Australian PM facing backlash for ‘short-notice’ bank holiday for queen’s death

Australian Pm Facing Backlash For ‘Short-Notice’ Bank Holiday For Queen’s Death
Australian Prime Minister Anthony Albanese addresses the nation on the news of the passing of Queen Elizabeth II. Photo: AP/Press Association
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By Alana Calvert, PA

The Australian prime minister has faced backlash from the business and health care sector following the announcement of a one-off bank holiday to mark a national day of mourning for the late Queen Elizabeth.

Anthony Albanese announced on Sunday that Australia will observe a bank holiday on September 22nd following the British monarch’s funeral on September 19th.


The news quickly drew criticism from healthcare professionals who say the short-notice nature of the bank holiday will cause huge disruption to their sector where consultations and operations are arranged weeks and sometimes months in advance.

The Australia Medical Association president Steve Robson tweeted: “Operations and lots of patient consultations booked that day, at a time when access is difficult. Thanks for dropping this at short notice.”

He added: “It’s very difficult to staff hospitals and practices at the best of times now. An unanticipated public holiday will make it very difficult to staff hospitals and clinics.”


Head and neck surgeon Eric Levi also expressed frustration with the short notice of the bank holiday, saying he had eight patients booked in for surgery on September 22nd.

“We have 60 plus patients booked in our cancer clinic in the morning,” he posted to Twitter.

“I have 8 patients booked for theatre. Every single patient has waited weeks to months for their medical care. Every clinic and operating lists overbooked till December. What do we do for them?”



Dr Levi added: “For those who say ‘stay open’, remember that we need nurses, allied health, clerks, technicians, etc to run a clinic or operating list.

“If schools and childcare are closed, a lot of the health care workers can’t turn up to work and health care won’t run.

“Imagine if your chemotherapy was meant to be delivered that day and now there are not enough doctors and nurses in the clinic as they have to be home with their kids because schools and childcare is closed.”

Australian retail and business groups joined medical professionals in raising concerns about disruptions caused by the unplanned bank holiday.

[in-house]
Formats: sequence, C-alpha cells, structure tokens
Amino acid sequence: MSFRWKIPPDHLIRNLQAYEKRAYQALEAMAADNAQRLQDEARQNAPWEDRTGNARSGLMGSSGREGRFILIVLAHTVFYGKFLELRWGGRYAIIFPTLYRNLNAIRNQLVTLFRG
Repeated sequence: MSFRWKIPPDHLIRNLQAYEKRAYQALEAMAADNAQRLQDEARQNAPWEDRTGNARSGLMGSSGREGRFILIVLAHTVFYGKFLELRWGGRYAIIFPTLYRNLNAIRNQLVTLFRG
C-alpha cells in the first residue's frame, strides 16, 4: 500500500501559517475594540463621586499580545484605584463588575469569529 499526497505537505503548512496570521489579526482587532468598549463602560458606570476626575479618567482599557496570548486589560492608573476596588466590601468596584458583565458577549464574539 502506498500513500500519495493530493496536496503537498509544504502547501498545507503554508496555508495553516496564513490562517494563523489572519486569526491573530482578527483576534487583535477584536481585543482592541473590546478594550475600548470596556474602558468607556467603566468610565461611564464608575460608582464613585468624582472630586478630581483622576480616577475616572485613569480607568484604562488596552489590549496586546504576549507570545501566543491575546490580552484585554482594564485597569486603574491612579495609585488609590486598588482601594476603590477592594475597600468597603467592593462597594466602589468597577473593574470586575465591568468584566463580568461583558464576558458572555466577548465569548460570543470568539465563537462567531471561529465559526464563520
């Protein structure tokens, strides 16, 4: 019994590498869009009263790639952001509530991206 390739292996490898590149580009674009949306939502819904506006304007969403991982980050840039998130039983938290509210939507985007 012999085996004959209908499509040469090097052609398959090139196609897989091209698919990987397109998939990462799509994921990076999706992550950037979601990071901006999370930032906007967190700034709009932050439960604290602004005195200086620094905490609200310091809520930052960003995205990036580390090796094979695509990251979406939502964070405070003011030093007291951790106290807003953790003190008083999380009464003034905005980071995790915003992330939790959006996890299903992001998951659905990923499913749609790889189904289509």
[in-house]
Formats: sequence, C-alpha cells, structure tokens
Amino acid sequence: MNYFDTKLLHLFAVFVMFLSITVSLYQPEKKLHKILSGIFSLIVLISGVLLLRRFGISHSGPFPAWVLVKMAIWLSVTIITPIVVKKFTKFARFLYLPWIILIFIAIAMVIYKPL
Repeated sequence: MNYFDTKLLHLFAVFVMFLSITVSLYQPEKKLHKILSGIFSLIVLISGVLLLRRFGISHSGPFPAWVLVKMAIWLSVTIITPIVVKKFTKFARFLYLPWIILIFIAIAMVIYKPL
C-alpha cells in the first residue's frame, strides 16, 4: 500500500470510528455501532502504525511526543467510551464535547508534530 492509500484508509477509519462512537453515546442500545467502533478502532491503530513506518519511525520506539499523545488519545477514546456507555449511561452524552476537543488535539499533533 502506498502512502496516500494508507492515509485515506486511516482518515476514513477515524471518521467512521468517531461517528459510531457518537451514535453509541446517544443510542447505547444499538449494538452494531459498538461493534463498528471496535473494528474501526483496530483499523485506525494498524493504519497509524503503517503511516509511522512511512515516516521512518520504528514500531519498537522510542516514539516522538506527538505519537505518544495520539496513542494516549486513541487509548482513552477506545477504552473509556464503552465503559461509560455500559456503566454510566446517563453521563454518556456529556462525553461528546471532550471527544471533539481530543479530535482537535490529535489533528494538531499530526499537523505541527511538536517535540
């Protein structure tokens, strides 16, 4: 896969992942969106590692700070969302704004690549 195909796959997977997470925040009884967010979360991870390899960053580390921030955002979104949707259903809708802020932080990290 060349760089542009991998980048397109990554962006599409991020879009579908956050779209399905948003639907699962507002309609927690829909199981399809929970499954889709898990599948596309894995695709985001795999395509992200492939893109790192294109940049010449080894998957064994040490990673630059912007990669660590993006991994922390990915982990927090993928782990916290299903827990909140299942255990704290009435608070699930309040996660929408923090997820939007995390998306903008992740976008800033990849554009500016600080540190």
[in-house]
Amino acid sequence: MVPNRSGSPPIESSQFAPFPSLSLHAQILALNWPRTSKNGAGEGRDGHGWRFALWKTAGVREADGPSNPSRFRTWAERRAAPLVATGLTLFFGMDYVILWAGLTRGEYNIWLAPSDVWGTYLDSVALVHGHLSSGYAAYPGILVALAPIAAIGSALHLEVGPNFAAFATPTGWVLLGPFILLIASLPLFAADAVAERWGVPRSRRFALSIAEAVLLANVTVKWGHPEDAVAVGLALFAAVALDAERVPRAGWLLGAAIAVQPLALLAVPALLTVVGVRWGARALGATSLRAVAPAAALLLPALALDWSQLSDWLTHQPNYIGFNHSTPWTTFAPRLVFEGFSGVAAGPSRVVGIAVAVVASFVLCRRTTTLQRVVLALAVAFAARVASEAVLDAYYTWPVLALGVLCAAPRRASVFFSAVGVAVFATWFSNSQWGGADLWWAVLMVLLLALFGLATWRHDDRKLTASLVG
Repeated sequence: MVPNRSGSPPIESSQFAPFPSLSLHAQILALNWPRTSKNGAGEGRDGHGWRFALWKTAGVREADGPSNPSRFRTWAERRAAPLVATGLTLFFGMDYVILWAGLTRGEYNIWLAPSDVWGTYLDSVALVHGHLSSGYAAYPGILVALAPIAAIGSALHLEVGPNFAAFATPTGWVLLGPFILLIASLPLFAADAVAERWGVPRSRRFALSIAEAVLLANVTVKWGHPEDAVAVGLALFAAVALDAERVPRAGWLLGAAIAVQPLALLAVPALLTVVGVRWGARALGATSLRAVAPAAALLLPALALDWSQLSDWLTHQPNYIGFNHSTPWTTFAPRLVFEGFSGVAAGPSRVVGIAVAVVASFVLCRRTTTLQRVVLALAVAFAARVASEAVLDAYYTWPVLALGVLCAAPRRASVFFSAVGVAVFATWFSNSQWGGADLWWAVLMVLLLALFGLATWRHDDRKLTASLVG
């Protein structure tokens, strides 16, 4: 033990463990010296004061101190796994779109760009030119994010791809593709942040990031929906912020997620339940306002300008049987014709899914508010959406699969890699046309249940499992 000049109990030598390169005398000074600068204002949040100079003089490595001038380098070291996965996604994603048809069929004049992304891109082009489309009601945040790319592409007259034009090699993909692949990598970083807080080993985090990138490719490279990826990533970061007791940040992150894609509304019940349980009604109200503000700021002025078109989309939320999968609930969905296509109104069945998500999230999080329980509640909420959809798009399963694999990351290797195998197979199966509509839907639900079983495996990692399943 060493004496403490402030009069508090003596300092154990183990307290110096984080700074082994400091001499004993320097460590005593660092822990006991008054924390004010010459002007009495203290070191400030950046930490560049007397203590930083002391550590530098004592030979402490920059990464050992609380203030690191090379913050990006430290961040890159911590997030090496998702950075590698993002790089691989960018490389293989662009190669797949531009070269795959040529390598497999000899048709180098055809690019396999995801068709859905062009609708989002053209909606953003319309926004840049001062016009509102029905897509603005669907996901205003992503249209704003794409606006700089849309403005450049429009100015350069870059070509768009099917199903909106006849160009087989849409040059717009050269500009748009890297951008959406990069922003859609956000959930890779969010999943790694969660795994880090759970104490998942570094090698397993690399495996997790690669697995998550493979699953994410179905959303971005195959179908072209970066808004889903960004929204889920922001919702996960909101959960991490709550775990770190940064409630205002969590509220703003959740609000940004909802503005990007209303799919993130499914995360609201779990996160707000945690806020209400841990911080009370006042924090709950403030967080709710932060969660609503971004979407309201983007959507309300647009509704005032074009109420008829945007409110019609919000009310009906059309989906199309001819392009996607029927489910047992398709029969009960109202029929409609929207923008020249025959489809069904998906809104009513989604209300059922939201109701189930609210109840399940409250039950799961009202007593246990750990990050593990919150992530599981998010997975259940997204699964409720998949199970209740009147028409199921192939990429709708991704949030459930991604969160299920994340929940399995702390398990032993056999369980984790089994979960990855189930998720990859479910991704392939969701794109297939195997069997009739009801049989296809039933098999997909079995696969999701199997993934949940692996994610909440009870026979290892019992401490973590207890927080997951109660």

The Australian Retailers Association (ARA) said it respected the decision of the federal government to “honour the passing of Queen Elizabeth II with a one-off public holiday”, but the unplanned nature of the bank holiday would create disruption for many businesses and impact them financially

In a statement on Monday the ARA chief executive, Paul Zahra, said: “This event will create some complications for businesses with store closures and staff scheduling challenges, with many rosters set up weeks in advance.

“There will also be a small but unexpected loss of trade, and additional staffing costs, which may impact cashflows for small businesses.”

The managing director of Market Economics, Stephen Koukoulas, meanwhile, said that according to his “quick calculations”, the short-notice bank holiday would cost the Australian economy 1.5 billion dollars (€1 billion).

On Sunday, King Charles III was officially proclaimed as Australia’s new head of state with ceremonies taking place at Government House and Parliament House in Canberra.

Memorial events have been held in recent days throughout Australia, which the queen visited 16 times during her 70 years on the throne, with floral tributes springing up outside government buildings in Sydney and Canberra.

The sails of the Sydney Opera House, which the queen helped open in 1973, were lit up with her image on Friday and Saturday as the world continued to mourn.

Most of the events are being coordinated by federal authorities in the Australian Capital Territory.

Federal parliament, which had been due to return next week, has also been suspended and will now reconvene on Friday, September 23rd to move a condolence motion, Mr Albanese announced on Monday.

Flags at Parliament House in Canberra were flown at half-mast as a show of respect on Friday as the Australian Defence Force led a 96-gun salute at dusk, followed by an address to the nation by Mr Hurley that began at about 7pm (10am Irish time).

At the nearby Australian War Memorial, which the queen visited during the first visit by a reigning monarch in 1954, “Queen Elizabeth II” was projected on to the Hall of Memory on Friday night.

Condolence books have been made available at Parliament House and Government House in Canberra.

Books are also open at government houses in each state, and online condolence forms have also been created on the governor-general and department of the prime minister and cabinet websites.

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